CASTRO VALLEY (Nov. 5, 2023) — The East Bay Regional Park District (EBRPD) has launched a first-of-its-kind fuels reduction project at Anthony Chabot Regional Park.
EBRPD is using an innovative and climate-friendly carbonator to dispose of vegetation with extremely low emissions, rather than conventional open-pile burning or transporting it long distances in diesel trucks.
In fall 2020, staff noticed significant tree die-off in its parks. Further investigation identified more than 1,500 acres of die-off within regional parks, mostly eucalyptus, but also bay and pine. While there are many contributing factors, the overarching cause is believed to be drought-stress due to climate change.
“We were facing a crisis,” said general manager Sabrina B. Landreth. “I directed staff to assess the situation quickly and come together with a plan of action, including obtaining the necessary funding to begin addressing the die-off.”
Much of the problem area was within the district’s Wildfire Hazard Mitigation and Resource Management Plan, which meant environmental approvals for fuels reduction work were already in place. However, they needed more than $30 million. In 2021, the state responded with a $10 million direct appropriation.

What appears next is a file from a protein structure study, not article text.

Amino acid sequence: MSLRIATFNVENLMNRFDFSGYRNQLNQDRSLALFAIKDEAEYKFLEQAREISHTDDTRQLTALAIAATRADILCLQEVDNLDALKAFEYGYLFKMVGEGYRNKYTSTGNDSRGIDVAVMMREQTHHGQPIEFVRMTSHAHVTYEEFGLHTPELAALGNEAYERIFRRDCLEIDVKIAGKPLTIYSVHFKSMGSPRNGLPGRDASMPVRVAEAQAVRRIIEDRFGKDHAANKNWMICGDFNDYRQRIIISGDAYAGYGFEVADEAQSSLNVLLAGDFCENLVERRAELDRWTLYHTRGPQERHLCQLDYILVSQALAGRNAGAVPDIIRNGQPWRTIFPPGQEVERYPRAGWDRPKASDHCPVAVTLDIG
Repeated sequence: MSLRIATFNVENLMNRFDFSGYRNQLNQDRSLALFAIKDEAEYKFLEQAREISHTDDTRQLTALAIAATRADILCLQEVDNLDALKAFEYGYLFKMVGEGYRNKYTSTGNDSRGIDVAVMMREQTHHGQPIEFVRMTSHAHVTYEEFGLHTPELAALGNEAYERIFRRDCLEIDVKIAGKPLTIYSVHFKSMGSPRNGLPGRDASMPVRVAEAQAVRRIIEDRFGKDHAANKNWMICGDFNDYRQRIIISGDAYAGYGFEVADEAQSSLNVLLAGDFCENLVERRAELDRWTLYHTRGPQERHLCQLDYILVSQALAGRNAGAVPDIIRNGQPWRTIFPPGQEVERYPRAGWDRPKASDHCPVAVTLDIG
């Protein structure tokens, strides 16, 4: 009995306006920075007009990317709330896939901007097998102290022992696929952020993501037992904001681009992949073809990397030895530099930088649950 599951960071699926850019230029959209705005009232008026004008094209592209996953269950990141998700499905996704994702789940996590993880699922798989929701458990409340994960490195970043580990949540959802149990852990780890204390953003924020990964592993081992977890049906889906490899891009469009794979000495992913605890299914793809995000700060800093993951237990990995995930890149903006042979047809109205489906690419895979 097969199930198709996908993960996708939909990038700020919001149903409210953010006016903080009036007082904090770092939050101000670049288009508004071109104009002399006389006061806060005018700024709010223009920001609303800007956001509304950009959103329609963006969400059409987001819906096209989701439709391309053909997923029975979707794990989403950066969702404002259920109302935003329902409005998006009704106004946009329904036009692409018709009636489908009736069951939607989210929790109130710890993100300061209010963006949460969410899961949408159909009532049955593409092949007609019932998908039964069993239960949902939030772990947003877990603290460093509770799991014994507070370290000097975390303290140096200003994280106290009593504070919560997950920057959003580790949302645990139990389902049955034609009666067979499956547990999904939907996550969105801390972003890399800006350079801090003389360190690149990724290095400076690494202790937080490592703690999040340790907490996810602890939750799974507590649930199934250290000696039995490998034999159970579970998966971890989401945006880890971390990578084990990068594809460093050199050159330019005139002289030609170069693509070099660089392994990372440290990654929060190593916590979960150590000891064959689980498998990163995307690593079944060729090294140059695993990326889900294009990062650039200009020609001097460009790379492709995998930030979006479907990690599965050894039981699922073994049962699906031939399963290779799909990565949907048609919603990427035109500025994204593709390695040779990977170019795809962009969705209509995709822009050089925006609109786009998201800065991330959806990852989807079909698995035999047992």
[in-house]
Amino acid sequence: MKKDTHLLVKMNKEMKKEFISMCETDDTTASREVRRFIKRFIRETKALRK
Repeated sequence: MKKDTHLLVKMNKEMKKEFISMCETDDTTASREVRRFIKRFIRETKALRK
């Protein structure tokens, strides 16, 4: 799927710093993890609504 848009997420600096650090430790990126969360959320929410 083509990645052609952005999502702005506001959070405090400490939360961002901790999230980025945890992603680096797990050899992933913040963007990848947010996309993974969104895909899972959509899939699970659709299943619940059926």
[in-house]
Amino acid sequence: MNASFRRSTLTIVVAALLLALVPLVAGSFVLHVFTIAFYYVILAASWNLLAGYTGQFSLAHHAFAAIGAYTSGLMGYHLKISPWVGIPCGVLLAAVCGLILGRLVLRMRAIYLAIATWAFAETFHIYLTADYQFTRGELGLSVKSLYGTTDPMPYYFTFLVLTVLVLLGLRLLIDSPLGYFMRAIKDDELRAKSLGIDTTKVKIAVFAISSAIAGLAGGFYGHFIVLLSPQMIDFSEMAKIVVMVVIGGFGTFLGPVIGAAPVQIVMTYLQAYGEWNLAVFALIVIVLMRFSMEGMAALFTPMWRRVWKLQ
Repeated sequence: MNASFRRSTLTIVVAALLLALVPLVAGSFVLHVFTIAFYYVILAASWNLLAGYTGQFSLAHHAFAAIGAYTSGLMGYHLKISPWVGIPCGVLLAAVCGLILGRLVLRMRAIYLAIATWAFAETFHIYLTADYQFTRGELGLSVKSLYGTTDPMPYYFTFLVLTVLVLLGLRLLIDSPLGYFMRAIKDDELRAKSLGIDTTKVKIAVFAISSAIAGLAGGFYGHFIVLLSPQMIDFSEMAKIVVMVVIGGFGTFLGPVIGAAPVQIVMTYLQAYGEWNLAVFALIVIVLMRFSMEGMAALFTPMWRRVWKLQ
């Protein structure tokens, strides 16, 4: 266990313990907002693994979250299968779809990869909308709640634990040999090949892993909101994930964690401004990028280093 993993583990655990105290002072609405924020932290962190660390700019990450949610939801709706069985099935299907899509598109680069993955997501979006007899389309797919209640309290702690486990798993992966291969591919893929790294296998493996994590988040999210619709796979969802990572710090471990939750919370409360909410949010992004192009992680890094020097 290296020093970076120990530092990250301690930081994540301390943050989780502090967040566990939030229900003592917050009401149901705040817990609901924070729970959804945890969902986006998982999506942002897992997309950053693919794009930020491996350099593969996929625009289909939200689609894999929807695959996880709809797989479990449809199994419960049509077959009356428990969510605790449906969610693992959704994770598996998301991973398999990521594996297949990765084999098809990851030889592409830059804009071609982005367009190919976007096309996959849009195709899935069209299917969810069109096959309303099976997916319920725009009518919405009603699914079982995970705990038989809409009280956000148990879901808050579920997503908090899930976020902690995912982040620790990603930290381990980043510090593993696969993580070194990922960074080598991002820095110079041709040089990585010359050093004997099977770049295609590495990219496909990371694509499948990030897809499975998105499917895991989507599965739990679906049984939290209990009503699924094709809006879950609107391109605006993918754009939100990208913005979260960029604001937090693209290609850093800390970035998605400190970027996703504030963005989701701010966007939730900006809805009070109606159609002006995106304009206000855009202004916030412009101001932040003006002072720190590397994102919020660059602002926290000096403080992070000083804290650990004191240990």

Adding to the complexity of the situation was the fact that removing so much dead and dying vegetation by traditional means required hauling it in trucks to plants that would burn it for fuel. Transporting the dead trees was cost-prohibitive, disruptive to the residential areas and potentially dangerous. It would also create greenhouse gases and pollution.
EBRPD’s innovative plan featured a carbonator machine, a Tigercat 6050, which resembles a trucking container with a box-like metal chamber. The device burns organic matter with very little oxygen and at very high temperatures, which breaks down the molecules of organic matter into a smaller material called biochar. The process creates extremely low emissions.
The resulting biochar – essentially elemental carbon – enriches soil by improving its water retention or pH, accelerates composting of green waste and filters toxins from water.
The district tested the carbonator at an 80-acre pilot project at Anthony Chabot in 2022. It proved to be net positive, with only a tiny fraction of emissions compared to open-pile burning or hauling off-site.
“Going forward, up to half of the biomass removed from parks could be converted into biochar,” said Khari Helae, the district’s assistant fire chief.
Fuels reduction program underway
A major fuels reduction project is now underway on 365 acres at Anthony Chabot, using $7.5 million of the state funding plus $1.5 million from the federal government. The plan includes a felling team removing trees from the top down and a mastication team thinning vegetation and trees from the ground up.
“By doing this work now, we will gain a more sustainable eco-system in the long-term to benefit generations to come,” said Landreth.